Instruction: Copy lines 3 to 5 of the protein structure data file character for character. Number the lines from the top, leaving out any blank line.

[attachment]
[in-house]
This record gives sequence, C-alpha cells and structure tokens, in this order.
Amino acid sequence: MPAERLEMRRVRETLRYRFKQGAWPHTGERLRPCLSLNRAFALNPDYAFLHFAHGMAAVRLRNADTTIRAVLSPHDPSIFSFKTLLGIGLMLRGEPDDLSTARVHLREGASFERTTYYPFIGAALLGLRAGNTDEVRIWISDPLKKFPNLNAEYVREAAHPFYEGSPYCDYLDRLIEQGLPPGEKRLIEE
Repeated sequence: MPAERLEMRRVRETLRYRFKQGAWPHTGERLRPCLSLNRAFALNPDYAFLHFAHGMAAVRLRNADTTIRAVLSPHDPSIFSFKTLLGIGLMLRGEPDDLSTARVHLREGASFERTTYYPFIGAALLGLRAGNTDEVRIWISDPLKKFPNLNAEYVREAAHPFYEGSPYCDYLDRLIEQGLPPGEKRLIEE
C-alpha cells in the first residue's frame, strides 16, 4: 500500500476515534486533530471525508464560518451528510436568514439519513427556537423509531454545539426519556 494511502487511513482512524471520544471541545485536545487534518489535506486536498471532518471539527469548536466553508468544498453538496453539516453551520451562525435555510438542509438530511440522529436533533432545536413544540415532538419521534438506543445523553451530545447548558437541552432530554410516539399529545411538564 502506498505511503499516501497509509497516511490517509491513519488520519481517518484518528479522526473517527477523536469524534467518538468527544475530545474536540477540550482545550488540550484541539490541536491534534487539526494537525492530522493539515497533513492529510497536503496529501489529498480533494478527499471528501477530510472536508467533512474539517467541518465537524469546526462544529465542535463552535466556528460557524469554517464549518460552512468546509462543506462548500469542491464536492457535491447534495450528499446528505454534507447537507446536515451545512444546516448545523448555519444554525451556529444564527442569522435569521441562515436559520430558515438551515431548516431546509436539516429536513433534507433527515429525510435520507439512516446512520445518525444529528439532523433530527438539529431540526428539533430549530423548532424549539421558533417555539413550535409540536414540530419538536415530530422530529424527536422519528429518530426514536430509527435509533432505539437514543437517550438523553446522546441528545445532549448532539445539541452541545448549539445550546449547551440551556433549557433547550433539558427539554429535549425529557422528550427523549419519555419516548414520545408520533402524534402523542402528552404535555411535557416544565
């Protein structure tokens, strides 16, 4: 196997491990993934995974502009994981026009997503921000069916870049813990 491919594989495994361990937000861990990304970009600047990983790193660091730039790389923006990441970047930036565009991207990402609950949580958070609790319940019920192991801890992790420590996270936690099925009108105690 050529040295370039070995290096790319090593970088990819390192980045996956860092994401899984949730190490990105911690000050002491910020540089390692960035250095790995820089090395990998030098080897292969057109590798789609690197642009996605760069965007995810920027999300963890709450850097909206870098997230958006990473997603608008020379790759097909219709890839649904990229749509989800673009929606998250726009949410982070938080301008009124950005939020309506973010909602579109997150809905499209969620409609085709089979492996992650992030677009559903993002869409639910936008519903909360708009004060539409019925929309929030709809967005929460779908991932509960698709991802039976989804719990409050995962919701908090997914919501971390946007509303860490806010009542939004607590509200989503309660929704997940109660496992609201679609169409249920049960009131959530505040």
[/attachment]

Amino acid sequence: MPAERLEMRRVRETLRYRFKQGAWPHTGERLRPCLSLNRAFALNPDYAFLHFAHGMAAVRLRNADTTIRAVLSPHDPSIFSFKTLLGIGLMLRGEPDDLSTARVHLREGASFERTTYYPFIGAALLGLRAGNTDEVRIWISDPLKKFPNLNAEYVREAAHPFYEGSPYCDYLDRLIEQGLPPGEKRLIEE
Repeated sequence: MPAERLEMRRVRETLRYRFKQGAWPHTGERLRPCLSLNRAFALNPDYAFLHFAHGMAAVRLRNADTTIRAVLSPHDPSIFSFKTLLGIGLMLRGEPDDLSTARVHLREGASFERTTYYPFIGAALLGLRAGNTDEVRIWISDPLKKFPNLNAEYVREAAHPFYEGSPYCDYLDRLIEQGLPPGEKRLIEE
C-alpha cells in the first residue's frame, strides 16, 4: 500500500476515534486533530471525508464560518451528510436568514439519513427556537423509531454545539426519556 494511502487511513482512524471520544471541545485536545487534518489535506486536498471532518471539527469548536466553508468544498453538496453539516453551520451562525435555510438542509438530511440522529436533533432545536413544540415532538419521534438506543445523553451530545447548558437541552432530554410516539399529545411538564 502506498505511503499516501497509509497516511490517509491513519488520519481517518484518528479522526473517527477523536469524534467518538468527544475530545474536540477540550482545550488540550484541539490541536491534534487539526494537525492530522493539515497533513492529510497536503496529501489529498480533494478527499471528501477530510472536508467533512474539517467541518465537524469546526462544529465542535463552535466556528460557524469554517464549518460552512468546509462543506462548500469542491464536492457535491447534495450528499446528505454534507447537507446536515451545512444546516448545523448555519444554525451556529444564527442569522435569521441562515436559520430558515438551515431548516431546509436539516429536513433534507433527515429525510435520507439512516446512520445518525444529528439532523433530527438539529431540526428539533430549530423548532424549539421558533417555539413550535409540536414540530419538536415530530422530529424527536422519528429518530426514536430509527435509533432505539437514543437517550438523553446522546441528545445532549448532539445539541452541545448549539445550546449547551440551556433549557433547550433539558427539554429535549425529557422528550427523549419519555419516548414520545408520533402524534402523542402528552404535555411535557416544565